While I'm not from Buffalo, NY, I DO know what lake-effect snow is; I'm intimately familiar with it having grown-up walking distance from the Lake Michigan coast. Heck, I still live near the lake now. While I'm sure it's much more common downwind of the lakes in a place like Buffalo, I'm very experienced with what the lakes can do to the weather year-round and especially in winter. I just don't see the advantage of studs anywhere but places that are consistently icy, and I have seen real damage done by them other areas and here in WI in spite of our law prohibiting their use.

Studs have their place, and regardless of that, this thread really isn't about studs anyway. Many winter tires are studdable if the OP is allowed and wants to use them. Winter tires would still be wise with or without studs. If the OP can always manage to wait until the streets are plowed, then discussion of 96+ inches of annual snowfall is also moot because, once plowed, there's roughly the same amount of snow left on them in NY as there is in OH as there is in WI as there is in WA. I don't know for sure, but speaking from my experience, there are probably plenty of times that you can't wait for the plow, so Buffalo's snowfall is probably semi-relevant.
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Unread 12-16-2013, 07:00 PM   #41
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Quote:
Originally Posted by mschi772 View Post
Studs have their place, and regardless of that, this thread really isn't about studs anyway.
Right on. The OP said "best (on) road snow tire". I interpret that as asking what is best on road in all conditions, including clear/dry and clear/wet when in between storms. I don't know if that's what the OP meant, but that's how I interpreted it. Also, he said snow. He didn't mention ice.

So for that, I'd want a Winter tire without studs, though all my favorite examples are studdable if he prefers studs. I like Winter tires that can be used year round (I choose not to stud them), but dedicated "Winter only" tires (with or without studs) are OK too.

If ice isn't a concern, the studless perform BETTER on wet and dry pavement than studs, and equal on snow as studs.

If ice is a concern, studs are best, but studless Winter tires work well enough for me on ice, IME.

Quote:
Originally Posted by mschi772 View Post
Many winter tires are studdable if the OP is allowed and wants to use them. Winter tires would still be wise with or without studs.

If the OP can always manage to wait until the streets are plowed, then discussion of 96+ inches of annual snowfall is also moot because, once plowed, there's roughly the same amount of snow left on them in NY as there is in OH as there is in WI as there is in WA.
Yes. Right on. If road plowed, any Winter tire will get er done (with or without studs).

If it isn't plowed no Winter tire (with or without studs) will help in 96" snow. You need Mattracks (spelling?) for snow that deep.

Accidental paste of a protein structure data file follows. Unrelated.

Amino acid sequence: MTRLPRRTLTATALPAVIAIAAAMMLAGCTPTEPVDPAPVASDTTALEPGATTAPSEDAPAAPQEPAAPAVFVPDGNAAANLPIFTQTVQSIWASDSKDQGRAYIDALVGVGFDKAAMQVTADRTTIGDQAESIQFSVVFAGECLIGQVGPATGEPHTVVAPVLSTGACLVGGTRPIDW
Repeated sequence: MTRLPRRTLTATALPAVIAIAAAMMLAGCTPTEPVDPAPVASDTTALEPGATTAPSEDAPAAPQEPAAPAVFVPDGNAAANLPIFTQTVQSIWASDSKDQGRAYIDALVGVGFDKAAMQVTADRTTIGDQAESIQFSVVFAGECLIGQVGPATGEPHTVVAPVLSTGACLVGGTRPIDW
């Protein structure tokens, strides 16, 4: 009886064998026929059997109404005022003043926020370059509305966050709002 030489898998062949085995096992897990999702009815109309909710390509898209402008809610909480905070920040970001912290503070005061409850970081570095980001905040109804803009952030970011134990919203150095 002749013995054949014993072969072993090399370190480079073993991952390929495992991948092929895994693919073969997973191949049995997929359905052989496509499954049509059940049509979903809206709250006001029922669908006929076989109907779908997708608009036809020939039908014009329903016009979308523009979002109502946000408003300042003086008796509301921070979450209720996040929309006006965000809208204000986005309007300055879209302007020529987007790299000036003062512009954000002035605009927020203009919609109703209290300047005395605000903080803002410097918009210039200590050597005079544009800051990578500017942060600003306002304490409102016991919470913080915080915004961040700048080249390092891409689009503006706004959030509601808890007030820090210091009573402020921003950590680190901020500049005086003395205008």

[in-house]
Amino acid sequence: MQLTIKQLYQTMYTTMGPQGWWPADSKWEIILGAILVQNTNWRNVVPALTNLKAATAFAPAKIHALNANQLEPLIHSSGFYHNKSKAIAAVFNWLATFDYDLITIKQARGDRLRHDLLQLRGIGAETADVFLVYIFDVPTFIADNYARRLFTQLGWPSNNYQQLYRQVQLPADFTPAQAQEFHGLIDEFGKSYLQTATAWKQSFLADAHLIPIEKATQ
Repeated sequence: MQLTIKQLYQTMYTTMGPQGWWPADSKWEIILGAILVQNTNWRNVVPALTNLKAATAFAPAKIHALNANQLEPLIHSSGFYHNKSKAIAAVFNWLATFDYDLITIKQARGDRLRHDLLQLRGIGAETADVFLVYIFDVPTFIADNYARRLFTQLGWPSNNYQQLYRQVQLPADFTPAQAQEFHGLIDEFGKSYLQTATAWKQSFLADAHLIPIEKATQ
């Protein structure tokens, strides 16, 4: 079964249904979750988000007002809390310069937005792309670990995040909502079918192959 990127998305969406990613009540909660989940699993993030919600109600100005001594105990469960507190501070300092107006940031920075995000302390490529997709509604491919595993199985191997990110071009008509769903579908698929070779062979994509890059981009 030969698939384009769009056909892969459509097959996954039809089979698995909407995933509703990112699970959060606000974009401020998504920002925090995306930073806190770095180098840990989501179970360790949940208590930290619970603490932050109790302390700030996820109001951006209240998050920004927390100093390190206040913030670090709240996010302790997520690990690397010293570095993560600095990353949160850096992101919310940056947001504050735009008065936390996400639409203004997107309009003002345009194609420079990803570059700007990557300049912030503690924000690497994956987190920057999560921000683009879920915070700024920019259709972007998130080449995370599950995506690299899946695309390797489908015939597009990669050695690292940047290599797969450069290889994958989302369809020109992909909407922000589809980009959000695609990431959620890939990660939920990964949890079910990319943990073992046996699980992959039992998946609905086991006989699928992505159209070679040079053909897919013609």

Obviously the OP meant plowed roads because that's part of the definition of "Winter road" in a place like Buffalo. At least plowed part of the time. If it's totally not plowed and has 96" snow (or even 30") it's not a road, IMO.
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Unread 12-17-2013, 02:52 AM   #42
Charley3
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Hey Wilson. Nothing personal. We just don't agree with you, but it's not personal.

Sorry I got a little amped up earlier.

I wish you happiness and good holidays!
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Unread 12-17-2013, 06:40 AM   #43
wilson1010
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Despite your antics, you still know nothing about Buffalo weather.

Starting in December, Buffalo has snow on the ground almost continuously for two months. Rarely is a snowfall more than a foot or so, it does get moved around, pounded down by cars, sublimated into ice by the sun and then snowed on again.

All of your hypothecation about whether studs help in a massive snowfall is pointless drivel.
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Unread 12-17-2013, 07:07 AM   #44
mschi772
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Quote:
Originally Posted by wilson1010 View Post
Despite your antics, you still know nothing about Buffalo weather.

Starting in December, Buffalo has snow on the ground almost continuously for two months. Rarely is a snowfall more than a foot or so, it does get moved around, pounded down by cars, sublimated into ice by the sun and then snowed on again.

All of your hypothecation about whether studs help in a massive snowfall is pointless drivel.
Or, you know, you could have explained your claims in a polite way instead of being insulting. While you may have lived in that area once upon a time, what I know to be true at this time is that someone from Cincinnati, OH is talking like he knows all things snow and arguing with, among others, a guy who's resided in various areas of Wisconsin for almost all of his life. I know that you get snow in southern OH. I also know that doesn't mean that you necessarily know what true Great Lakes snow is like similarly to how I'm a stranger to what high mountains or northern Canada and Alaska might be like...and how I'm a stranger to what it's like to experience snowfall in a more southern state with lesser infrastructure and more inexperienced drivers.

I may be wrong, but I'm fairly sure that Buffalo is no exception to the fact that NY is a liberal user of road salt. I highly doubt that there are many roads other than some country roads and small side streets that are covered in snow/compressed snow/ice for too long.

Until the OP or someone else from Buffalo actually steps in and lectures us on the nuances of their winters, I'm going to assume that my experiences living near a great lake are quite similar.

Charley said it's nothing personal, but this is neither the first nor the second time you've copped a major attitude in a thread to the point of being excessively argumentative and, much more importantly, deliberately insulting to other posters. Posters such as we may simply be trying to perpetuate a potentially enlightening discussion, but your conduct does seem to get slightly personal on a somewhat frequent basis. Part of discussions like these means there will be disagreements and incorrect assumptions--chill out and learn how to handle those situations better.
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Unread 12-17-2013, 07:26 AM   #45
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Let me throw one more thing in. If I were to be purchasing a snow tire that I wasn't going to stud, I wouldn't buy one that's studdable. From what I've been told by my tire supplier (I deal with lots of tires at work...in particular lots of snow tires), the studdable snow tires have a harder rubber consistency to help hold the stud into place once it's inserted. A harder rubber consistency isn't quite as good on snow and ice...doesn't flex as well. So if you're not planning on studding your snows, then it maybe in your favor to not purchase a studdable snow tire.